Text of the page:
Where the hills are twice as steep and twice as rough,
Where a horse’s hoofs strike firelight from the flint stones every stride,
    The man that holds his own is good enough.
And the Snowy River riders on the mountains make their home,
    Where the river runs those giant hills between;
I have seen full many horsemen since I first commenced to roam,
    But nowhere yet such horsemen have I seen.”

So he went — they found the horses by the big mimosa clump —
    They raced away towards the mountain’s brow,
And the old man gave his orders, ‘Boys, go at them from the jump,
    No use to try for fancy riding now.
And, Clancy, you must wheel them, try and wheel them to the right.
    Ride boldly, lad, and never fear the spills,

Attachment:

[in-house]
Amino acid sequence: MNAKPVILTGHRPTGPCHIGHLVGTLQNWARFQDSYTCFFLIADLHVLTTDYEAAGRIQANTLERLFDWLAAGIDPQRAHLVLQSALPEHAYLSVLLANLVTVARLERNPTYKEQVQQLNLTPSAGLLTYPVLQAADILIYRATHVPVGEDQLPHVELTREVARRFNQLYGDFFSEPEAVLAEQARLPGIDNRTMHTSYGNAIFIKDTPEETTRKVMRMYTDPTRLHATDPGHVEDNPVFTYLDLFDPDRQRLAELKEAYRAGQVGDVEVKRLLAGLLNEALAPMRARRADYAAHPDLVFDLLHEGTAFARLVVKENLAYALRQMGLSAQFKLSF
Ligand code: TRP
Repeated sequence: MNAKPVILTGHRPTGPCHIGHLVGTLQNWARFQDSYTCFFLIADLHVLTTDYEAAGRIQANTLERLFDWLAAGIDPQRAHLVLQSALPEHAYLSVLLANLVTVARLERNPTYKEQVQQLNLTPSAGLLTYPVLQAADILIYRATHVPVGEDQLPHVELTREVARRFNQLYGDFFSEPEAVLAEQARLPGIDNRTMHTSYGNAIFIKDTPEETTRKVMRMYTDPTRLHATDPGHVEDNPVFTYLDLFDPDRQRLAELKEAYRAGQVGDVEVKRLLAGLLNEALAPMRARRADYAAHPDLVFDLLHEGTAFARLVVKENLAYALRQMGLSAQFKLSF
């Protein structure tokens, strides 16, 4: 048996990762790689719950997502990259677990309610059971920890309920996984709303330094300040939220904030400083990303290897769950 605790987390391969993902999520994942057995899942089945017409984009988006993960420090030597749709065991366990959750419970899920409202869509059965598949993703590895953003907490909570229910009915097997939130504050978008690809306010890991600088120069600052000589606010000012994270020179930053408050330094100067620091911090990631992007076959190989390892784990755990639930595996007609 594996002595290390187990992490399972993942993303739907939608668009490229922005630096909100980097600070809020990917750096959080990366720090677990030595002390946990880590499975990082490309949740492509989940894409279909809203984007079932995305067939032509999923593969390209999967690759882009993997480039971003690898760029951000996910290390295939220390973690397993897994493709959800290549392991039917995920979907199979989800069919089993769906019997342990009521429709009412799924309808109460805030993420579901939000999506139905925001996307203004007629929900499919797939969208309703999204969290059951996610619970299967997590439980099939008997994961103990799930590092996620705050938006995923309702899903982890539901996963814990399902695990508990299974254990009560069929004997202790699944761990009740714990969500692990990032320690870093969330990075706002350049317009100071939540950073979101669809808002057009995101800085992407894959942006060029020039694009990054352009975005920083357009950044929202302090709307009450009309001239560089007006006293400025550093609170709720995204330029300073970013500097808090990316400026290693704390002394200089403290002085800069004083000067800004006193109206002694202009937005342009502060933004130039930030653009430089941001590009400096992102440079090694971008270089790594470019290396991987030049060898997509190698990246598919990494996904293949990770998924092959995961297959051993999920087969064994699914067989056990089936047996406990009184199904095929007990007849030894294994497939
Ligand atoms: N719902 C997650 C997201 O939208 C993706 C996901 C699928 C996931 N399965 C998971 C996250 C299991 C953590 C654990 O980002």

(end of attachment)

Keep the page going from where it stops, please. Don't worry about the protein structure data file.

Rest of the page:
For never yet was rider that could keep the mob in sight,
    If once they gain the shelter of those hills.’

So Clancy rode to wheel them—he was racing on the wing
    Where the best and boldest riders take their place,
And he raced his stock-horse past them, and he made the ranges ring
    With the stockwhip, as he met them face to face.
Then they halted for a moment, while he swung the dreaded lash,
    But they saw their well-loved mountain full in view,
And they charged beneath the stockwhip with a sharp and sudden dash,
    And off into the mountain scrub they flew.

Then fast the horsemen followed, where the gorges deep and black
    Resounded to the thunder of their tread,
And the stockwhips woke the echoes, and they fiercely answered back
    From cliffs and crags that beetled overhead.
And upward, ever upward, the wild horses held their way,
    Where mountain ash and kurrajong grew wide;
And the old man muttered fiercely, “We may bid the mob good day,